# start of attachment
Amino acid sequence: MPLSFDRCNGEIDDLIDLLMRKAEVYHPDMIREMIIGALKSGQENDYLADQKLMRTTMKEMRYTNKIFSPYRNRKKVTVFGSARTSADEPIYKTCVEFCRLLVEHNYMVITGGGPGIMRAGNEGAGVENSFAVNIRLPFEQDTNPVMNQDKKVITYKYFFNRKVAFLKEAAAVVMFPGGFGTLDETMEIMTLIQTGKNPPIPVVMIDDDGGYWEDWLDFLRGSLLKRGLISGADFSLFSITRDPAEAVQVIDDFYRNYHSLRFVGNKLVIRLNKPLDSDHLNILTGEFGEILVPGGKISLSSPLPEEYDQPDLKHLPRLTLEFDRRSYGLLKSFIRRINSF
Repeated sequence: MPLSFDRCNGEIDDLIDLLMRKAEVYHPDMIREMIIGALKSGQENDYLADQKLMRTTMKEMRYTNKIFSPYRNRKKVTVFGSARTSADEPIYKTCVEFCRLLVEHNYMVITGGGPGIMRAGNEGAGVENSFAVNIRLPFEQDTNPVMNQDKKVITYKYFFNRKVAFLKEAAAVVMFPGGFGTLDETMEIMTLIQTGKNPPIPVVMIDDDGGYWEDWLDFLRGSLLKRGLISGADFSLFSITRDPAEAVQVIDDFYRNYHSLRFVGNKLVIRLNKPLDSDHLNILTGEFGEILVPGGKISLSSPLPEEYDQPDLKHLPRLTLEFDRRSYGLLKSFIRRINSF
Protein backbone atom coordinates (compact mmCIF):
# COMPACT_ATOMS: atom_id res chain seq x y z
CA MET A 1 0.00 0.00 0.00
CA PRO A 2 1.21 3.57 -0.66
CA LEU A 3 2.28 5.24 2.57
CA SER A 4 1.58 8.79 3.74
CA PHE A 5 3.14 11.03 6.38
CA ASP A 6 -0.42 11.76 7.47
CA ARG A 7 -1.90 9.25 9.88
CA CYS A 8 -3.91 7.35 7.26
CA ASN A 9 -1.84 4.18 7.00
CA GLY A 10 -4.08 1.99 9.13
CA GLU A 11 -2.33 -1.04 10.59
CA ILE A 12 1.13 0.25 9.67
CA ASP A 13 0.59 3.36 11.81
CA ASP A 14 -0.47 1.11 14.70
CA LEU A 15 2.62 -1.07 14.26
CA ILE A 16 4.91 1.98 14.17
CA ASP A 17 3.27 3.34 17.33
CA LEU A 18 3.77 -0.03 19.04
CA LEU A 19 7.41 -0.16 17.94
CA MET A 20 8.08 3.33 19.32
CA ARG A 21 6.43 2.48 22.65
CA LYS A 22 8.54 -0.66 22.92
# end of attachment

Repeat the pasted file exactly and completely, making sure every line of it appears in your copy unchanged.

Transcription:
Amino acid sequence: MPLSFDRCNGEIDDLIDLLMRKAEVYHPDMIREMIIGALKSGQENDYLADQKLMRTTMKEMRYTNKIFSPYRNRKKVTVFGSARTSADEPIYKTCVEFCRLLVEHNYMVITGGGPGIMRAGNEGAGVENSFAVNIRLPFEQDTNPVMNQDKKVITYKYFFNRKVAFLKEAAAVVMFPGGFGTLDETMEIMTLIQTGKNPPIPVVMIDDDGGYWEDWLDFLRGSLLKRGLISGADFSLFSITRDPAEAVQVIDDFYRNYHSLRFVGNKLVIRLNKPLDSDHLNILTGEFGEILVPGGKISLSSPLPEEYDQPDLKHLPRLTLEFDRRSYGLLKSFIRRINSF
Repeated sequence: MPLSFDRCNGEIDDLIDLLMRKAEVYHPDMIREMIIGALKSGQENDYLADQKLMRTTMKEMRYTNKIFSPYRNRKKVTVFGSARTSADEPIYKTCVEFCRLLVEHNYMVITGGGPGIMRAGNEGAGVENSFAVNIRLPFEQDTNPVMNQDKKVITYKYFFNRKVAFLKEAAAVVMFPGGFGTLDETMEIMTLIQTGKNPPIPVVMIDDDGGYWEDWLDFLRGSLLKRGLISGADFSLFSITRDPAEAVQVIDDFYRNYHSLRFVGNKLVIRLNKPLDSDHLNILTGEFGEILVPGGKISLSSPLPEEYDQPDLKHLPRLTLEFDRRSYGLLKSFIRRINSF
Protein backbone atom coordinates (compact mmCIF):
# COMPACT_ATOMS: atom_id res chain seq x y z
CA MET A 1 0.00 0.00 0.00
CA PRO A 2 1.21 3.57 -0.66
CA LEU A 3 2.28 5.24 2.57
CA SER A 4 1.58 8.79 3.74
CA PHE A 5 3.14 11.03 6.38
CA ASP A 6 -0.42 11.76 7.47
CA ARG A 7 -1.90 9.25 9.88
CA CYS A 8 -3.91 7.35 7.26
CA ASN A 9 -1.84 4.18 7.00
CA GLY A 10 -4.08 1.99 9.13
CA GLU A 11 -2.33 -1.04 10.59
CA ILE A 12 1.13 0.25 9.67
CA ASP A 13 0.59 3.36 11.81
CA ASP A 14 -0.47 1.11 14.70
CA LEU A 15 2.62 -1.07 14.26
CA ILE A 16 4.91 1.98 14.17
CA ASP A 17 3.27 3.34 17.33
CA LEU A 18 3.77 -0.03 19.04
CA LEU A 19 7.41 -0.16 17.94
CA MET A 20 8.08 3.33 19.32
CA ARG A 21 6.43 2.48 22.65
CA LYS A 22 8.54 -0.66 22.92